What makes a villain a “Good Villain” is a question that gets bandied about a lot in media criticism but we never really come up with an answer, just a lot of theorizing that doesn’t really end up anywhere. That’s because there is no binary answer to this question, just a lot of vectors to measure. But one I’ve noticed getting surprisingly little play in discussion, especially of the recent glut of superhero films, is the question of how the villain ties into the themes and character arcs of the story. And it is this vector through which I will examine two of the villains from recent MCU films: The Vulture from Spider-Man: Homecoming and Hela from Thor Ragnarok.
Now, the Vulture has gotten a lot of praise for being a good villain, and in many ways that’s true. He’s a complex character, with understandable motivation and a rich inner life. Michael Keaton gives a great performance (and there’s the meta-fun of seeing a onetime Batman actor, and a man who got an Oscar nomination playing a parody of superheroes with a bird gimmick, playing a villain with a bird gimmick). In fact, while a lot of Homecoming slid off my brain until I rewatched it for this piece, his conversation with Peter in the car in the third act was one of the few scenes that stuck with me.
There’s just one problem: The specifics of the Vulture have nothing to do with Peter’s arc, or the movie’s themes. Peter’s arc is pretty easy to spot, and it ties pretty well into the theme. Peter is learning to be Spider-Man, and learning that he might have to give up things he wants if he wants to help people. It’s a pretty standard arc for a Spider-Man movie, since the “Great power=great responsibility” thing is basically branded on Spider-Man’s DNA.’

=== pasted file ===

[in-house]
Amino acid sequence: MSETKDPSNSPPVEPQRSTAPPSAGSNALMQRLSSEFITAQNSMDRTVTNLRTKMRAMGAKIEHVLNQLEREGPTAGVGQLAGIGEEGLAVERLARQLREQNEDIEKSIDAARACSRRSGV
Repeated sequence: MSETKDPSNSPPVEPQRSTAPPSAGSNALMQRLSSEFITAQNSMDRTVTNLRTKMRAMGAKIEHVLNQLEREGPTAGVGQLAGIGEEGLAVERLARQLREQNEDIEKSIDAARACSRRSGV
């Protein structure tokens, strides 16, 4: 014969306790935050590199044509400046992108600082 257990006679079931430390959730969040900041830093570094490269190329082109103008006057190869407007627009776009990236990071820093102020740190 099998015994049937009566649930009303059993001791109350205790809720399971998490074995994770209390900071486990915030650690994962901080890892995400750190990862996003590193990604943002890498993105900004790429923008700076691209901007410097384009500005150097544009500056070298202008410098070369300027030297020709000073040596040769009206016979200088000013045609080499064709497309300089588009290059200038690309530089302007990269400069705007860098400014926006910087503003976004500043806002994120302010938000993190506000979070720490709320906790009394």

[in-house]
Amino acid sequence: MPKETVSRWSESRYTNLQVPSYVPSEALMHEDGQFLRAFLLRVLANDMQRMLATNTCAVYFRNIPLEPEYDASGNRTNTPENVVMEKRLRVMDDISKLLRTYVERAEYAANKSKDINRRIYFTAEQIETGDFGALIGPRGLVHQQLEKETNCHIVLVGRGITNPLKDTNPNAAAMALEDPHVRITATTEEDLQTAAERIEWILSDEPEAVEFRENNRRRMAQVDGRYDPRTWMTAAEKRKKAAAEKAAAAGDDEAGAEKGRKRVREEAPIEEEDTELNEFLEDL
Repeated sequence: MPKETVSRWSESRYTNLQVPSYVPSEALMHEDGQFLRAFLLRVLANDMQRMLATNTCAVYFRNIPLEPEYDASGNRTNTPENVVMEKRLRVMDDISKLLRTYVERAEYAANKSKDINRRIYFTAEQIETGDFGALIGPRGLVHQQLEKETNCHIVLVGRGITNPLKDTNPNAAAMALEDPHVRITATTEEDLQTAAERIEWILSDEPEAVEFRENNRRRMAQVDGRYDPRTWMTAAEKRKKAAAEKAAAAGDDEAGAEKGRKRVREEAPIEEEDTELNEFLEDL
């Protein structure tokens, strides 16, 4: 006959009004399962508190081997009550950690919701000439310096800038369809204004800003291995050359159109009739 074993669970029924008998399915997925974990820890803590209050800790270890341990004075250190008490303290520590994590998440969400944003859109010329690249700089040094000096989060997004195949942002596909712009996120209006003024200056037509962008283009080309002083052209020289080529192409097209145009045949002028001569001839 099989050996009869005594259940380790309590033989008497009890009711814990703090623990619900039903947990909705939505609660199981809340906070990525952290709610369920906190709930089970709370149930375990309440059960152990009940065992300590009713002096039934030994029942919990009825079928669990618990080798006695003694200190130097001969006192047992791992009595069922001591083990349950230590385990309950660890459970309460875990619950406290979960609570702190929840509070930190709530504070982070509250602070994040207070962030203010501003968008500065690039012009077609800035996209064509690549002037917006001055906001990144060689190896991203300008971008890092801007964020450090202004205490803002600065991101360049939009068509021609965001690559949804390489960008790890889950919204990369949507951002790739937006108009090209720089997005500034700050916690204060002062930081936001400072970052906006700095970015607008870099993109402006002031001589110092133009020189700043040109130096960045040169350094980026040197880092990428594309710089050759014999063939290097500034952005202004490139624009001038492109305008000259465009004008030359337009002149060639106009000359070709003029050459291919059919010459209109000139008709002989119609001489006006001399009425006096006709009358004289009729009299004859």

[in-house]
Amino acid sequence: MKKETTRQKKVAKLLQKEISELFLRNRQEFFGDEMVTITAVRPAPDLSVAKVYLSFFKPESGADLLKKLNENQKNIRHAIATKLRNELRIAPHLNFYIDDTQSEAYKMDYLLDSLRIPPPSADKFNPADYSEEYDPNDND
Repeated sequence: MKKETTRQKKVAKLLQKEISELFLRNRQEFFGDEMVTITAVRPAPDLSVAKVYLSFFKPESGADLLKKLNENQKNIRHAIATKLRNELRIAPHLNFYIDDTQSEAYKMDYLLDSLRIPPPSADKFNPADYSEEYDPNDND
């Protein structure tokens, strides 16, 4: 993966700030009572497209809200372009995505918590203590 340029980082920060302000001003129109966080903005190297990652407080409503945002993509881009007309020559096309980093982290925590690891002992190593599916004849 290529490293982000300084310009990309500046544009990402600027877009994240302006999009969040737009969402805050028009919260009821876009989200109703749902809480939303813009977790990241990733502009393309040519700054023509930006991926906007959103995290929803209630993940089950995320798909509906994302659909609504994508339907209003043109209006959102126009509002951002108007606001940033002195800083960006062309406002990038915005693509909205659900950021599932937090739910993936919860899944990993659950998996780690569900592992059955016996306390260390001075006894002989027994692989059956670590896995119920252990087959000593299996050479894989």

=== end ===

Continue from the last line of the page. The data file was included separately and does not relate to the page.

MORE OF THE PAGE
So how does the Vulture tie directly into any of that? The moments where Peter’s arc comes to a head (when he makes the tough choices, to abandon Liz at the dance and to go into battle without his Tony Stark upgraded suit) aren’t specifically tailored by anything about the Vulture and while the fact that Liz is the Vulture’s daughter might change things slightly, it doesn’t alter the fundamentals of the conflict. Yes he knows it might destroy his relationship with Liz, but so might leaving her at the dance.
It honestly feels like the Vulture might make a better villain for Iron Man actually exposes the real issue, which is that his backstory, sympathetic though it might be, is feeding into an entirely different theme. If the theme of the movie was being failed by father figures (another favorite Spider-Man theme, since most of his villains are former father figures for him), then his backstory would be relevant, since he was (arguably) created by Tony’s mistakes. But not only is that not the theme, it’s the complete opposite, Tony is shown to be in the right most of the time, dressing down Peter on several occasions.